Saturday, April 20, 2024

Kiosks shift campus dining landscape

Students queue up at Kent Cafe waiting to place their orders on the kiosks.

 

By Hayden Sadler

Dining spots across campus have adopted order kiosks as a replacement to traditional, in-person ordering methods. In past semesters,  students would stand in line and speak to workers at locations such as Tim Hortons, Einstein Bros. Bagels and Kent Cafe, in order to place an order. Now, these levels of interaction between customers and workers are gone.

The campus dining scene has seen a great number of changes in the past year. Last fall, Cardinal Points reported on Chartwells’ adoption of Boost Mobile as a new method to order food across campus, allowing students to order food while away from dining locations. While Boost offered convenience for students, it also worried students that workers couldn’t fulfill orders as promptly as they had done before the adoption of the app.

One year later, Boost has become less noticeable in the wake of campus’ introduction of kiosks. Kiosks allow students the convenience of browsing the entire menu when placing an order, and they allow more workers to approach incoming orders. However, they also present an opportunity for technical errors as well as other problems which could slow down the queue. In some locations, students report on lengthy wait times for food orders.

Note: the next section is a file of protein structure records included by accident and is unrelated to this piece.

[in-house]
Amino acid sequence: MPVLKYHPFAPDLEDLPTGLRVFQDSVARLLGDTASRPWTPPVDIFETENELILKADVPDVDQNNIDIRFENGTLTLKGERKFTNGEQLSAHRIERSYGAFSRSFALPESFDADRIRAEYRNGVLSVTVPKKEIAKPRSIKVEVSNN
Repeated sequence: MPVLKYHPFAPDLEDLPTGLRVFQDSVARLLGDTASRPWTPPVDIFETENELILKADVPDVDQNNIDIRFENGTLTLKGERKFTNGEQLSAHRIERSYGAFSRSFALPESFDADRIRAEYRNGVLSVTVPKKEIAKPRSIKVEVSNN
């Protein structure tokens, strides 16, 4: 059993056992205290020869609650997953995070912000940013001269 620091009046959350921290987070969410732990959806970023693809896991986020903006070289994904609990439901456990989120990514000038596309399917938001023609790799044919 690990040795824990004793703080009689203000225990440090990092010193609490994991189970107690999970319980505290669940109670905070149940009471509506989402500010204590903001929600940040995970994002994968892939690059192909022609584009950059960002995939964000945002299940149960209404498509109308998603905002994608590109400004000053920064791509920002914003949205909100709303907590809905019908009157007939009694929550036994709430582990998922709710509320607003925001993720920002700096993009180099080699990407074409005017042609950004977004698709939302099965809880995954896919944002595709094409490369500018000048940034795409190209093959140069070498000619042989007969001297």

Jonathan Sheedy is a fifth-year student finishing his education program. Like many students, he often chooses to get food on campus as opposed to eating in. At Kent Cafe, Sheedy has noticed longer wait times compared to the past.

“I wasted a meal swipe,” Sheedy said.

He had waited nearly an hour for a sandwich at the Kent Cafe. Before long, he found the time he had spent waiting had also brought him to the time of his work shift, for which he had to leave without his sandwich.  Quang Nguyen is friends with Sheedy, and is a senior studying computer science.

“I also had to waste one [a meal swipe],” Nguyen added.

He said that even compared to last semester, the wait for food has been longer following the addition of kiosks. An important question last fall was whether staff could reasonably function more efficiently while simultaneously adopting new technologies and order-taking methods.

At locations across campus, the kiosks have stirred controversy following their addition.

Cardinal Points reached out to Chartwells three times regarding the introduction of new order-taking technology and the kiosks, however no answers or interviews have been provided from the company as of publication. As with Boost last fall, it seems the true extent of how these kiosks have affected Chartwells and students alike will remain uncertain.

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